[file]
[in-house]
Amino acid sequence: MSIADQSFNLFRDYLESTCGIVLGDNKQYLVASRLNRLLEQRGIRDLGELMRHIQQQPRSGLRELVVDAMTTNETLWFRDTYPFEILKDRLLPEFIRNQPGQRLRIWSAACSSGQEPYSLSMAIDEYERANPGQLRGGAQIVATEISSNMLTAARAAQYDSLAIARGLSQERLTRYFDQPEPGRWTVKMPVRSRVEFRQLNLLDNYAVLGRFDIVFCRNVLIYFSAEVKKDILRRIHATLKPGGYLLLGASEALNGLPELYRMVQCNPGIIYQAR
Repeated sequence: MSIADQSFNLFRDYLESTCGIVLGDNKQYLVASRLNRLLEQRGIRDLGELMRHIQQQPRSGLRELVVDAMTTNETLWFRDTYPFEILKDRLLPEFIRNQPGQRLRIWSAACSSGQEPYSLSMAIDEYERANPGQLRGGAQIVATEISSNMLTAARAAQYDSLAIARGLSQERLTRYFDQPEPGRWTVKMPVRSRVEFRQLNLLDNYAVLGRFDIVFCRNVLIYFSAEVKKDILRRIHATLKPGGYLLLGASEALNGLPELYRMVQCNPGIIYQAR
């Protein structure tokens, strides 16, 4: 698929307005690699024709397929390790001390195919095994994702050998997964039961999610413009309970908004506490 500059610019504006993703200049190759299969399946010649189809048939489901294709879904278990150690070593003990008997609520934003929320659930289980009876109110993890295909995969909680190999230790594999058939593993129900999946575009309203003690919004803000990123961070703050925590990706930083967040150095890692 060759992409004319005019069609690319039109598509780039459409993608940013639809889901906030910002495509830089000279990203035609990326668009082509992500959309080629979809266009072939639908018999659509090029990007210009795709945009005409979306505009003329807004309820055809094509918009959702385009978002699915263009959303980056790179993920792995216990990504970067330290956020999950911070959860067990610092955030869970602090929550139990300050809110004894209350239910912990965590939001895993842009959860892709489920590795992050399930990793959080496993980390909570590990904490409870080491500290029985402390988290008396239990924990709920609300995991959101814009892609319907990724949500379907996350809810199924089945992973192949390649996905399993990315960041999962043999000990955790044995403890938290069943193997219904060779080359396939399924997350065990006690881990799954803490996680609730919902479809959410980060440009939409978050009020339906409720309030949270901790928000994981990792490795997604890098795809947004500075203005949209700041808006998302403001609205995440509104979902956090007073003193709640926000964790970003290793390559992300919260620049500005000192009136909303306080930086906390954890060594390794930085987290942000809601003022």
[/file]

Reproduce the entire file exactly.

[in-house]
Amino acid sequence: MSIADQSFNLFRDYLESTCGIVLGDNKQYLVASRLNRLLEQRGIRDLGELMRHIQQQPRSGLRELVVDAMTTNETLWFRDTYPFEILKDRLLPEFIRNQPGQRLRIWSAACSSGQEPYSLSMAIDEYERANPGQLRGGAQIVATEISSNMLTAARAAQYDSLAIARGLSQERLTRYFDQPEPGRWTVKMPVRSRVEFRQLNLLDNYAVLGRFDIVFCRNVLIYFSAEVKKDILRRIHATLKPGGYLLLGASEALNGLPELYRMVQCNPGIIYQAR
Repeated sequence: MSIADQSFNLFRDYLESTCGIVLGDNKQYLVASRLNRLLEQRGIRDLGELMRHIQQQPRSGLRELVVDAMTTNETLWFRDTYPFEILKDRLLPEFIRNQPGQRLRIWSAACSSGQEPYSLSMAIDEYERANPGQLRGGAQIVATEISSNMLTAARAAQYDSLAIARGLSQERLTRYFDQPEPGRWTVKMPVRSRVEFRQLNLLDNYAVLGRFDIVFCRNVLIYFSAEVKKDILRRIHATLKPGGYLLLGASEALNGLPELYRMVQCNPGIIYQAR
């Protein structure tokens, strides 16, 4: 698929307005690699024709397929390790001390195919095994994702050998997964039961999610413009309970908004506490 500059610019504006993703200049190759299969399946010649189809048939489901294709879904278990150690070593003990008997609520934003929320659930289980009876109110993890295909995969909680190999230790594999058939593993129900999946575009309203003690919004803000990123961070703050925590990706930083967040150095890692 060759992409004319005019069609690319039109598509780039459409993608940013639809889901906030910002495509830089000279990203035609990326668009082509992500959309080629979809266009072939639908018999659509090029990007210009795709945009005409979306505009003329807004309820055809094509918009959702385009978002699915263009959303980056790179993920792995216990990504970067330290956020999950911070959860067990610092955030869970602090929550139990300050809110004894209350239910912990965590939001895993842009959860892709489920590795992050399930990793959080496993980390909570590990904490409870080491500290029985402390988290008396239990924990709920609300995991959101814009892609319907990724949500379907996350809810199924089945992973192949390649996905399993990315960041999962043999000990955790044995403890938290069943193997219904060779080359396939399924997350065990006690881990799954803490996680609730919902479809959410980060440009939409978050009020339906409720309030949270901790928000994981990792490795997604890098795809947004500075203005949209700041808006998302403001609205995440509104979902956090007073003193709640926000964790970003290793390559992300919260620049500005000192009136909303306080930086906390954890060594390794930085987290942000809601003022």